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Thread: improve slightly fuzzy default HD TCXD streaming when using 1080-60i project settings

  1. #1
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    Lightbulb improve slightly fuzzy default HD TCXD streaming when using 1080-60i project settings

    Note: If you are using a progressive project setting like 24p or 30p this information is not relevant. If you are using a 720 project setting this information is not relevant. If you stream from an external device this information MIGHT still be relevant to you as well but most likely is not. This information pertains to those using a 60i project setting with any internal TCXD streaming setting (HD or SD).

    We recently went from streaming all our programs at 360p to 720p. (Our TCXD project settings are 60i for smooth recordings of action.) While doing thorough testing we noticed that something was just "not right". Every single HD 720p setting was a bit fuzzy or blurry and it just seemed that they should be sharper. We did not base our results on watching the stream itself, but directly reviewing the f4v files created when you save a stream archive. After taking a look at the default TCXD 720 stream xml profiles we discovered the problem.

    When used with a 60i project, the FMLE xml stream profile settings in the TCXD's seem to have a procedural bug.

    The problem is that the xml stream profiles are resizing and capturing the incoming 1080i video as if its 720i THEN applying the deinterlacing and then encoding. This is an incorrect procedure and results in improper deinterlacing which results in a slightly fuzzy stream and archive. You cannot directly convert or capture interlaced video to another size without first properly deinterlacing it. This is because after a direct 1080i to 720i resize/capture, your first 1080i interlace lines are now a percentage of a line in 720, which of course becomes fuzzy and can't ever be deinterlaced properly after the fact.

    Looking at the default 60i project to 720p stream workflow sequence map:
    TCXD capture device @ 1080i -> direct resize/capture to 720i -> deinterlace (too late) -> resize and encode to 720p (that last resize is redundant but technically that's what it's doing)

    The correct sequence for a 60i project to 720p stream should be:
    TCXD capture device @ 1080i -> 1080i capture (no resize yet) -> deinterlace -> resize and encode to 720p (no partial interlace lines lost and no redundant resize)

    Ok, so how to fix it you ask? It's easy. How much will it sharpen my video? Well take a look at the following samples and decide for yourself. It made the difference for us. Fine details become a bit more clear, and after all that's why we went HD in the first place right? Streaming is lossy enough without adding extra blur as well.

    Screenshot Before (default 1280x720 1536k.xml):


    Screenshot After:


    The web site appears to be resizing the photos, you may need to enlarge your browser or open the photos and view them full size in separate tabs or compare the video clips for more clarity.
    Things to compare between photos:
    • Compare the sharpness of the text on the small warning sticker above the meter.
    • Compare the sharpness of the tiny hole at the top left of the ring around the meter.
    • Compare the sharpness of the dust on the face of the meter.
    • Compare the fine details of the wood grains.
    • Compare the sharpness of the "ISO2A99101" text inside the meter.
    • Compare the sharpness of the text in general.
    • If you look at the surface of the metal in the first photo close enough there is some "blotchy" looking discoloration (possibly caused by the incorrect attempt at deinterlacing at the wrong time). This blotchy discoloration is gone or is much smoother in the second still photo.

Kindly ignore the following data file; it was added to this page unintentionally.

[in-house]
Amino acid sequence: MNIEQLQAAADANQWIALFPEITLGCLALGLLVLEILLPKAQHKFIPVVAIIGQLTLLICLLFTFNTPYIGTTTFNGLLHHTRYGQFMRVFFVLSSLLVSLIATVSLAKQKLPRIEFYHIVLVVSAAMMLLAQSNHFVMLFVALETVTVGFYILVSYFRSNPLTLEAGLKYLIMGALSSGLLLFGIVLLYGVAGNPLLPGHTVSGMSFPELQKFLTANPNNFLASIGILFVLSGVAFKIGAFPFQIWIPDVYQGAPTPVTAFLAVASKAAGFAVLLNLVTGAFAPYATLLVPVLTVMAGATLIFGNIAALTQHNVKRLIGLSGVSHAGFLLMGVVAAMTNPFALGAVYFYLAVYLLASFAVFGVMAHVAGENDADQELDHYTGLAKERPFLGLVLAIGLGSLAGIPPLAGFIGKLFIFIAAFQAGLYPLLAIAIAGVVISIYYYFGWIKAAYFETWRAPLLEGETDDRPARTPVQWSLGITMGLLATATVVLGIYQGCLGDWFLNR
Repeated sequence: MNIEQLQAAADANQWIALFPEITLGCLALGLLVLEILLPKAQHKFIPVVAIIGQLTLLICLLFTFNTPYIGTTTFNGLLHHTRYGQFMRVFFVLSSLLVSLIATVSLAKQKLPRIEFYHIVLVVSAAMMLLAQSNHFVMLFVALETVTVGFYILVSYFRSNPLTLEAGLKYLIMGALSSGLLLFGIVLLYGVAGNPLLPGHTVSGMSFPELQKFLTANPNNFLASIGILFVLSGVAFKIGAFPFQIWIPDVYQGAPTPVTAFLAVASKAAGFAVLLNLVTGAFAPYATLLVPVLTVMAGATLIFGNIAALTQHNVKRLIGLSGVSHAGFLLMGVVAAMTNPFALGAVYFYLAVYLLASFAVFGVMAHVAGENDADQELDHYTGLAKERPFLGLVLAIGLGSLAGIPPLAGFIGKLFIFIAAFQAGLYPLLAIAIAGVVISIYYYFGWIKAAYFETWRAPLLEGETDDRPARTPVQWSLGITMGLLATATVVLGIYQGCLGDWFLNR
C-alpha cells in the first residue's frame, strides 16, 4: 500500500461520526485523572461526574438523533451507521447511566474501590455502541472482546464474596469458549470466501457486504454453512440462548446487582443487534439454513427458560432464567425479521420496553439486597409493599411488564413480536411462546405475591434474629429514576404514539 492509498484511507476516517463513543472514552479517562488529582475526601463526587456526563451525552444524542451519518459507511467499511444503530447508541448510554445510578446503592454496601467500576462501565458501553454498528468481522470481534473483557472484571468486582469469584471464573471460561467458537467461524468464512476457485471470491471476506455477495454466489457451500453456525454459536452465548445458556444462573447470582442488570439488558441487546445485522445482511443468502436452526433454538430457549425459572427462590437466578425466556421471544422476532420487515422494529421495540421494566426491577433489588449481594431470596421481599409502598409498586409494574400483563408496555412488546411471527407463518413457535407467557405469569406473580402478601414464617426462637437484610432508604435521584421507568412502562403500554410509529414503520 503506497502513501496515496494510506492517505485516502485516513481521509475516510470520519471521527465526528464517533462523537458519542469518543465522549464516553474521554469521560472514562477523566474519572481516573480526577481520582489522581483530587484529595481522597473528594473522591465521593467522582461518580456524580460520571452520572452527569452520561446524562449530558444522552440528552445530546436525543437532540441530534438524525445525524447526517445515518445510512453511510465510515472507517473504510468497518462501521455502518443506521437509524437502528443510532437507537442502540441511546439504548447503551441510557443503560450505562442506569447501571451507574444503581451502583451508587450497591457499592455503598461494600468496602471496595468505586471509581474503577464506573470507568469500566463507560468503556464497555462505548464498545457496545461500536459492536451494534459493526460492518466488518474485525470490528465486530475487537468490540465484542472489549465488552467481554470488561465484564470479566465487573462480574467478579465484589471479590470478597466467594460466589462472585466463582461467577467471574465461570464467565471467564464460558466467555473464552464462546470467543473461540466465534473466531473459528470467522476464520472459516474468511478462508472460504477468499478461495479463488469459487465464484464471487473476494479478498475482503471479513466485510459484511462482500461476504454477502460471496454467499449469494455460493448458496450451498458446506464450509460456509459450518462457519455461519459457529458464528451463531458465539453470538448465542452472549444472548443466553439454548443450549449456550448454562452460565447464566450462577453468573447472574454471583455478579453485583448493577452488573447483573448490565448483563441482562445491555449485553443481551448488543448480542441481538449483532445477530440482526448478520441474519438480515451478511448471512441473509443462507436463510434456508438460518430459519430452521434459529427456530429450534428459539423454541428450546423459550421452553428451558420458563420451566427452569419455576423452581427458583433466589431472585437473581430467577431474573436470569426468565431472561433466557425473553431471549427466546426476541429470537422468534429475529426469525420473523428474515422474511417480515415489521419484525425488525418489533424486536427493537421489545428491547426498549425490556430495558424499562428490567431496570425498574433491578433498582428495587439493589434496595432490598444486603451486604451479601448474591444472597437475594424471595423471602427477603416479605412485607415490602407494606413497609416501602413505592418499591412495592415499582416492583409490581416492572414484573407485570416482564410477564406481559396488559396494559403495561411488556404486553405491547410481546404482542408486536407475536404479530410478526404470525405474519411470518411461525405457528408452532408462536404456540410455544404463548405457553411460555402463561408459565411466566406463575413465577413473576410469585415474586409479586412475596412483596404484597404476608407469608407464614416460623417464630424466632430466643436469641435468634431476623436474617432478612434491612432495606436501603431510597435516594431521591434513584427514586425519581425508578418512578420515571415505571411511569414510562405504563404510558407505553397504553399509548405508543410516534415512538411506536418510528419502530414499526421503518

Original f4v
    After f4v

    Uncompressed avi's from the f4v's are also available.

    Ok, so if you convinced, here's the fix:

    1. Go to Administration Mode on your TCXD
    2. Exit to Windows
    3. Browse to: C:\TriCaster\Streaming Profiles\FlashProfiles\NTSC\HD (you may need to modify the settings in more than one folder or another folder if you are not using NTSC etc)
    4. Make a copy of all files in any folder you are going to "fix" for safety. (We copied the files within the same folder and renamed them like this "1280x720 2048k.xml" -> "1280x720 2048k - 1080 capture.xml"
    5. Simply edit (right click -> edit) your new copied "1080 capture" xml streaming profiles and change this part:
      Code:
          <capture>
              <video>
              <device>NewTek TriCaster Video</device>
              <crossbar_input>0</crossbar_input>
              <frame_rate>29.97</frame_rate>
              <size>
                  <width>1280</width>
                  <height>720</height>
              </size>
              </video>
      to this, in each of the xml streaming profiles:
      Code:
          <capture>
              <video>
              <device>NewTek TriCaster Video</device>
              <crossbar_input>0</crossbar_input>
              <frame_rate>29.97</frame_rate>
              <size>
                  <width>1920</width>
                  <height>1080</height>
              </size>
              </video>
      DO NOT EDIT THE ENCODER SETTINGS BELOW THE CODE LISTED ABOVE AS YOU COULD OVERLOAD YOUR TCXD AND CAUSE STABILITY ISSUES.
    6. Save your work.
    7. Repeat on any other xml streaming profile that is relevant to your workflow.
    8. Open the TriCaster interface and go to your stream settings.
    9. Select the new fixed stream settings. You may get an error at this point. This is NOT a TriCaster issue, FMLE tends to crash at times when you change the capture resolution which is exactly what you are doing here. If you get the error just click through it. You may need to reopen your stream settings once more and select your new settings again. It should "take" the second time and you should be good to go.
    10. Test your stream.
    11. Test everything again for stability and performance.


    Final note 1: If you switch your project from 60i to 24p/30p make sure to change your stream profile settings back to the default settings, deinterlacing is not necessary with progressive projects. (Just select the original applicable stream profile.)

    Final note 2: The camera used was a Canon HF G30. You may notice even more improvement with higher end cameras. Clips were taken back to back with only enough time between to flip the TCXD stream setting from the default HD 720 1536k to the new modified one.

    Final note 3: Steve and Andrew is there any way that there might be a way to include this change into the TCXD code and split the stream profile settings so that the default 60i project to 720p streaming procedure is correct and sharp by default?